Around this time of year, without fail, you will always find me in Cornwall, for two main reasons; chiefly to see family but also because it’s one of the best places to spend the Christmas and New Year period in the UK.

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I wrote a lot about Cornwall last year to promote and share a bit about the county in which I grew up and there’s one place in particular that I’ve been meaning to cover for a long time, Mousehole. There’s no better opportunity to talk about Mousehole than during its Harbour Lights festival, which qualify as one of Cornwall’s top festive attractions; the lights attract in around 30,000 visitors a year and have been doing so for over 50 years. If, like me, you are a Cornwall lover then it’s one of those things that you simply must see. I’ve seen a lot of light displays lately and I definitely consider the Mousehole Harbour lights to be my favourite of the lot.

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I would suggest arriving in Mousehole a little bit before it gets dark so that you can witness the light installations coming on one by one, which has everyone watching in eager anticipation until the whole harbour is glowing bright with colour.  It’s a pretty small village and there is very limited parking so you may well have to park on the outskirts and walk over.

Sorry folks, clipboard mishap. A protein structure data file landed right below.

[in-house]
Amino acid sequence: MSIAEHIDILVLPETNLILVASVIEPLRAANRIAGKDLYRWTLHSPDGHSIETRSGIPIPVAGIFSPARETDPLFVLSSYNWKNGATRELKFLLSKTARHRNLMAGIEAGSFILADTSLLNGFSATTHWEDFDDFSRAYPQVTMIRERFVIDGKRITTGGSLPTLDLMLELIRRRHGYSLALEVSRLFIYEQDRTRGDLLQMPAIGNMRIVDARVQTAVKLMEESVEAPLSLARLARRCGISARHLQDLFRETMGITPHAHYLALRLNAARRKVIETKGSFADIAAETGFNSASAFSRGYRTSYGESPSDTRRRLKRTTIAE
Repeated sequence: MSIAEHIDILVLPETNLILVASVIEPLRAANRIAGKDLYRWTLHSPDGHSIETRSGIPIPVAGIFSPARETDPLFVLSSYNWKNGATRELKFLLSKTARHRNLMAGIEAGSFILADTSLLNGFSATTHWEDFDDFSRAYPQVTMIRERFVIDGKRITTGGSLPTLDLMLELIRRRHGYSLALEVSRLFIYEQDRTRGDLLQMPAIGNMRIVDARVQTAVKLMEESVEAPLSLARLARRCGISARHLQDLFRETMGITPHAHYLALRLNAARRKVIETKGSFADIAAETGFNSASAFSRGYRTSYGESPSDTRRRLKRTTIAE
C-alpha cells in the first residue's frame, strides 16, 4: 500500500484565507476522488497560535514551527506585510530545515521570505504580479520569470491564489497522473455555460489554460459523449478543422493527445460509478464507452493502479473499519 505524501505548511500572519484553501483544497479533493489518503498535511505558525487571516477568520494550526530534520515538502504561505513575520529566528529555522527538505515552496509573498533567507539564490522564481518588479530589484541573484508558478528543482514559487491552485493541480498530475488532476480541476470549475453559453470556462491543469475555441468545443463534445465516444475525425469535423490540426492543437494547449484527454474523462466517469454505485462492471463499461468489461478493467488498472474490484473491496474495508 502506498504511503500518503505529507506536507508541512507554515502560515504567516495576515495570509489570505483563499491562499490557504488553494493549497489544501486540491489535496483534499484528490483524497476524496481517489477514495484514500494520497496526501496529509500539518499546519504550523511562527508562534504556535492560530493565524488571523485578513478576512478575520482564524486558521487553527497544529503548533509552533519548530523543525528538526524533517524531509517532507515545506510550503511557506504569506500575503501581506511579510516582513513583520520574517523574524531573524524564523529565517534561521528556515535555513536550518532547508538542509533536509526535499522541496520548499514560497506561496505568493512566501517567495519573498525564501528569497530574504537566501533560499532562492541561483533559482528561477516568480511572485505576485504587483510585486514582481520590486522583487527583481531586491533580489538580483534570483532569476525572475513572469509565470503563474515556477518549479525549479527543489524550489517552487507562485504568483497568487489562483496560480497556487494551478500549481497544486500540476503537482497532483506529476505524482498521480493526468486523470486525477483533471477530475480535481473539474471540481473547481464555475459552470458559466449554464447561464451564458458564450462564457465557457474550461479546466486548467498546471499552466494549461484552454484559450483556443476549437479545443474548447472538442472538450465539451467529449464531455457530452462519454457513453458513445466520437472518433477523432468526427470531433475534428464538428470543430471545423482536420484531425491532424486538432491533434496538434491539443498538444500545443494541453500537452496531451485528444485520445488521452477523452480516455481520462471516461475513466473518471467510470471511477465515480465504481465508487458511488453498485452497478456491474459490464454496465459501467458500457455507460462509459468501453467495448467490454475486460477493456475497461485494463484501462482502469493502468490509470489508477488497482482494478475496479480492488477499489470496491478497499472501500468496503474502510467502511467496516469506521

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The light installations are inspired by Cornish heritage and the legend of the Mousehole Cat. Some of the installations have been going up for years, including the Celtic Cross which sits on the rocks out to sea.

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Walking through the lit up narrow streets and across the Harbour walls is a magical experience. Our exploration of Mousehole ended up at the oldest property in the village (above right), the Keigwin House which has an fascinating story behind it. Hundreds of years ago, Mousehole was invaded by the Spanish and almost all of the houses were burned to the ground, except this one, which is the only remaining one from the Tudor period.

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